Tomorrow I will be travelling to Bologna for a meeting of the presidents of The Guild of European Research-Intensive Universities, a network we co-founded in 2016. Currently made up of 19 higher education institutions in 14 countries, its purpose is to represent the interests of research-intensive universities in research, innovation and education affairs at EU level. It complements our other international networks by its focus on policy issues.
The agenda for the presidents’ meeting on this occasion includes discussion of the upcoming EU programmes in research and education. We will also discuss how we, as universities, can respond to the growing trend towards populism and distrust for knowledge. The meeting is timely; no one can have missed the latest twists and turns in the Brexit saga, for example. I hope and believe developments will be orderly and constructive where cooperation on research and education is concerned – both parties want the UK to be able to continue to participate in the EU’s programmes in these areas. The hole that the UK’s exit will leave in the EU budget is perhaps more of a concern. The risk is that it will lead to cutbacks that, in the worst case, will affect the European Research Council (ERC) and the programmes and grants that are most appreciated by researchers and students. Here the research community needs to mobilise to highlight the value we consider they have for the development of Europe.
In a short time, The Guild has established itself as an important plattform for Uppsala University in EU affairs. It has given us a stronger voice in Brussels and led to increased involvement in these matters at the University. The network has presented numerous policy documents in various public connections. As a result, it is becoming increasingly widely known. (You can read more about the network’s latest interventions in important policy issues here.) Alongside its conferences, policy documents and proposals for change, The Guild has strengthened the member universities’ internal understanding of the EU system.
As a member of the Board, I am deeply engaged in the network’s continued development. Having said that, the most important thing is the work done in The Guild’s working groups, in which representatives from various parts of our University participate. Sverker Holmgren from the Department of Information Technology, for example, is in the Open Science working group. Although this group is relatively new, it has already discussed and commented on highly topical issues such as Plan S and the management of research data. Together with other European university networks, this working group gives the European universities – which, after all, is where research is conducted in practice and an awareness of needs is most acute – a voice in the development of major new European initiatives, such as the European Open Science Cloud (EOSC).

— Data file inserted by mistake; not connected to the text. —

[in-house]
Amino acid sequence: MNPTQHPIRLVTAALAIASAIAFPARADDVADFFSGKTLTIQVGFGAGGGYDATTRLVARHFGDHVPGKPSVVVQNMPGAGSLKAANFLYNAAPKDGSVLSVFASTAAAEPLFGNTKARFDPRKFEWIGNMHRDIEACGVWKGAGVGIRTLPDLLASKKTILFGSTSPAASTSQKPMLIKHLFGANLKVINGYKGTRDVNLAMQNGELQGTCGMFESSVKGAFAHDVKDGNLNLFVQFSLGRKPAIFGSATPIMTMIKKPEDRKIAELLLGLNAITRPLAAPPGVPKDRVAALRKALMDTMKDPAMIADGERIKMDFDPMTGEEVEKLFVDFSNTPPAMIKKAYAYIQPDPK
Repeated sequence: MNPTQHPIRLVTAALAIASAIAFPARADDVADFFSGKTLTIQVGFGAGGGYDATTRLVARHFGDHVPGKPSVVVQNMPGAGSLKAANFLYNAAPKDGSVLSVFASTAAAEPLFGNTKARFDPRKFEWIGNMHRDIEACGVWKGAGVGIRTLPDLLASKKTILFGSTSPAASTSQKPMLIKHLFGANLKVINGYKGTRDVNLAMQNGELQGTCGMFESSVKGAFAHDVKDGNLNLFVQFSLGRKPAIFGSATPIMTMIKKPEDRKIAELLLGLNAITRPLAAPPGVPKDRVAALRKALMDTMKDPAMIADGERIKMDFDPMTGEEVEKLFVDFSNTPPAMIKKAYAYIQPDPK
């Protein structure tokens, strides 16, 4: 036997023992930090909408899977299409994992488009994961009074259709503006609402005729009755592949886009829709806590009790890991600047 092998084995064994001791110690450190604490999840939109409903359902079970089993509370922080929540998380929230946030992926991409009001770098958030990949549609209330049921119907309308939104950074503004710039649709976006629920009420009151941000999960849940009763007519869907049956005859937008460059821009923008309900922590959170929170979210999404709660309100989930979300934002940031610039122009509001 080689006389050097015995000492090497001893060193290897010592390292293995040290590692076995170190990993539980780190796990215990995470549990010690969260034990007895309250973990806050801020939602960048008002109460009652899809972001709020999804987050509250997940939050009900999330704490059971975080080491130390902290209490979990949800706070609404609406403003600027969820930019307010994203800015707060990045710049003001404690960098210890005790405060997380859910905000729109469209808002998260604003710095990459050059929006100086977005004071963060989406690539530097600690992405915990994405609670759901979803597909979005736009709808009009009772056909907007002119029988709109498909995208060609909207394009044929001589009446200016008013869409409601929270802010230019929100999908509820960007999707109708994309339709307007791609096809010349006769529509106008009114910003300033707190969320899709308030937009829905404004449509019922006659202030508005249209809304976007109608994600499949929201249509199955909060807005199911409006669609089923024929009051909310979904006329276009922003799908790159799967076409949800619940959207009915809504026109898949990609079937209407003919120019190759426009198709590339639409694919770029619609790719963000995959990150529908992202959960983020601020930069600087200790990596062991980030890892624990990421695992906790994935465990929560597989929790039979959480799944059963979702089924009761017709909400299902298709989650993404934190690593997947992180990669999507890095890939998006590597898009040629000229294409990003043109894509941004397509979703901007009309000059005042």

Senior representatives of faculties in the domain of medicine and pharmacy recently visited The Guild’s office in Brussels and returned to Uppsala with very positive impressions. There are several major EU-funded research programmes in this disciplinary domain, e.g. EIT Health and IMI Enable, in which Professor Mats Larhed and Professor Anders Karlén respectively have been involved from the start. Next year deans of medicine in the network will meet in Uppsala to discuss the need for cooperation on research infrastructure.
As one of Europe’s most active universities in Erasmus+, it is also a great advantage to be involved and exert an influence via the working group for this programme. We also represent The Guild in the Commission’s reference group for Erasmus+ cooperation projects.
Next week I will meet another network, U4+, in Tartu. Our cooperation in this network has developed very positively since it started in 2008. We have invited four more universities to our annual rectors’ meeting, with whom we hope to begin cooperation ahead of the second pilot call in the European University Initiative.